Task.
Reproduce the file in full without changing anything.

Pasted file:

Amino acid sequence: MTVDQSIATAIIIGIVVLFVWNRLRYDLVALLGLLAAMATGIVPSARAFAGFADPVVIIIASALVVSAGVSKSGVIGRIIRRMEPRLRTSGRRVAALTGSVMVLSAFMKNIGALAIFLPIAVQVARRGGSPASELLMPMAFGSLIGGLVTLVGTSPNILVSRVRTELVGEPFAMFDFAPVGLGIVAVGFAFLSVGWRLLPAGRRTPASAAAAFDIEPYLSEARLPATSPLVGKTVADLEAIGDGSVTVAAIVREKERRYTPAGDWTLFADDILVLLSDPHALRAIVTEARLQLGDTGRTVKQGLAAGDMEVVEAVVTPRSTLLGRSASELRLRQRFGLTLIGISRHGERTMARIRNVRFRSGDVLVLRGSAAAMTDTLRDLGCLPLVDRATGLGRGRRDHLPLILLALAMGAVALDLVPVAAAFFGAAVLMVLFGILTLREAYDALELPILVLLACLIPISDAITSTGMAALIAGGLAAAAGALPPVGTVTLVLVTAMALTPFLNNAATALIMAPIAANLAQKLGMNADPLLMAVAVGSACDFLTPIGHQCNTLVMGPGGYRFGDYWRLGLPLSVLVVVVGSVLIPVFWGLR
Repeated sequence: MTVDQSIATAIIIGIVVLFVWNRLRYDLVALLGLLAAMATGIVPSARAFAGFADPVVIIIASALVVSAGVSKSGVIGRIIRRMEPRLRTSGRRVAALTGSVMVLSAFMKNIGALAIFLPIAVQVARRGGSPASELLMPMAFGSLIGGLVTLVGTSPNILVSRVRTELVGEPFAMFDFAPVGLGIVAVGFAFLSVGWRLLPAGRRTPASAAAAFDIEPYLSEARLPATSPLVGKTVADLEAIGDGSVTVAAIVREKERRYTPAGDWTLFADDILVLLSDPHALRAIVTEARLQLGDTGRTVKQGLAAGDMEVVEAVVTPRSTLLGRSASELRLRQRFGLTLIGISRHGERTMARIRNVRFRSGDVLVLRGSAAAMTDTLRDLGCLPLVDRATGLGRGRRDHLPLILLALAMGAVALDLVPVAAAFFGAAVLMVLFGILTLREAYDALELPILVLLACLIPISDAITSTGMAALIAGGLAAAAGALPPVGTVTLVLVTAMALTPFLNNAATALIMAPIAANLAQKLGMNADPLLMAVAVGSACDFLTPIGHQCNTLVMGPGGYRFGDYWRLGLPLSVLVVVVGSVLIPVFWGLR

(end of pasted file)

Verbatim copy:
Amino acid sequence: MTVDQSIATAIIIGIVVLFVWNRLRYDLVALLGLLAAMATGIVPSARAFAGFADPVVIIIASALVVSAGVSKSGVIGRIIRRMEPRLRTSGRRVAALTGSVMVLSAFMKNIGALAIFLPIAVQVARRGGSPASELLMPMAFGSLIGGLVTLVGTSPNILVSRVRTELVGEPFAMFDFAPVGLGIVAVGFAFLSVGWRLLPAGRRTPASAAAAFDIEPYLSEARLPATSPLVGKTVADLEAIGDGSVTVAAIVREKERRYTPAGDWTLFADDILVLLSDPHALRAIVTEARLQLGDTGRTVKQGLAAGDMEVVEAVVTPRSTLLGRSASELRLRQRFGLTLIGISRHGERTMARIRNVRFRSGDVLVLRGSAAAMTDTLRDLGCLPLVDRATGLGRGRRDHLPLILLALAMGAVALDLVPVAAAFFGAAVLMVLFGILTLREAYDALELPILVLLACLIPISDAITSTGMAALIAGGLAAAAGALPPVGTVTLVLVTAMALTPFLNNAATALIMAPIAANLAQKLGMNADPLLMAVAVGSACDFLTPIGHQCNTLVMGPGGYRFGDYWRLGLPLSVLVVVVGSVLIPVFWGLR
Repeated sequence: MTVDQSIATAIIIGIVVLFVWNRLRYDLVALLGLLAAMATGIVPSARAFAGFADPVVIIIASALVVSAGVSKSGVIGRIIRRMEPRLRTSGRRVAALTGSVMVLSAFMKNIGALAIFLPIAVQVARRGGSPASELLMPMAFGSLIGGLVTLVGTSPNILVSRVRTELVGEPFAMFDFAPVGLGIVAVGFAFLSVGWRLLPAGRRTPASAAAAFDIEPYLSEARLPATSPLVGKTVADLEAIGDGSVTVAAIVREKERRYTPAGDWTLFADDILVLLSDPHALRAIVTEARLQLGDTGRTVKQGLAAGDMEVVEAVVTPRSTLLGRSASELRLRQRFGLTLIGISRHGERTMARIRNVRFRSGDVLVLRGSAAAMTDTLRDLGCLPLVDRATGLGRGRRDHLPLILLALAMGAVALDLVPVAAAFFGAAVLMVLFGILTLREAYDALELPILVLLACLIPISDAITSTGMAALIAGGLAAAAGALPPVGTVTLVLVTAMALTPFLNNAATALIMAPIAANLAQKLGMNADPLLMAVAVGSACDFLTPIGHQCNTLVMGPGGYRFGDYWRLGLPLSVLVVVVGSVLIPVFWGLR